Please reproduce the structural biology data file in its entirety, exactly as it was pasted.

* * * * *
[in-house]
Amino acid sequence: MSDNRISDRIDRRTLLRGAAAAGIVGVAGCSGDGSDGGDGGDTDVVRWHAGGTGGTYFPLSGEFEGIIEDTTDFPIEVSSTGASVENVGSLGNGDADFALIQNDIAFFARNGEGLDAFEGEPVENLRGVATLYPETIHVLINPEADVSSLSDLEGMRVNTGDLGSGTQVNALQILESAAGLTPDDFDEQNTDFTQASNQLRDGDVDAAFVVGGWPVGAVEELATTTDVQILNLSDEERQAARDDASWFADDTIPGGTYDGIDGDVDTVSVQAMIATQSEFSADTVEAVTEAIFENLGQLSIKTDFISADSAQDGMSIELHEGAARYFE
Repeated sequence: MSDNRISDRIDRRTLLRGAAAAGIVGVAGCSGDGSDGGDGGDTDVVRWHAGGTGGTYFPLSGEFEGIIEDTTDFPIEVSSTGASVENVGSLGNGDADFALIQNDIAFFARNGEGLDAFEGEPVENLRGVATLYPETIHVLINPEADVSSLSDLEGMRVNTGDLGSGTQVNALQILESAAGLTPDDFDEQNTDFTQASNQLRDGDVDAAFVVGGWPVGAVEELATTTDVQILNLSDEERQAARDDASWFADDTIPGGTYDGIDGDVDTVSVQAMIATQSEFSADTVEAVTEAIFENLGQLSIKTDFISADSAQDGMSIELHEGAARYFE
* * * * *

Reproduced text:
[in-house]
Amino acid sequence: MSDNRISDRIDRRTLLRGAAAAGIVGVAGCSGDGSDGGDGGDTDVVRWHAGGTGGTYFPLSGEFEGIIEDTTDFPIEVSSTGASVENVGSLGNGDADFALIQNDIAFFARNGEGLDAFEGEPVENLRGVATLYPETIHVLINPEADVSSLSDLEGMRVNTGDLGSGTQVNALQILESAAGLTPDDFDEQNTDFTQASNQLRDGDVDAAFVVGGWPVGAVEELATTTDVQILNLSDEERQAARDDASWFADDTIPGGTYDGIDGDVDTVSVQAMIATQSEFSADTVEAVTEAIFENLGQLSIKTDFISADSAQDGMSIELHEGAARYFE
Repeated sequence: MSDNRISDRIDRRTLLRGAAAAGIVGVAGCSGDGSDGGDGGDTDVVRWHAGGTGGTYFPLSGEFEGIIEDTTDFPIEVSSTGASVENVGSLGNGDADFALIQNDIAFFARNGEGLDAFEGEPVENLRGVATLYPETIHVLINPEADVSSLSDLEGMRVNTGDLGSGTQVNALQILESAAGLTPDDFDEQNTDFTQASNQLRDGDVDAAFVVGGWPVGAVEELATTTDVQILNLSDEERQAARDDASWFADDTIPGGTYDGIDGDVDTVSVQAMIATQSEFSADTVEAVTEAIFENLGQLSIKTDFISADSAQDGMSIELHEGAARYFE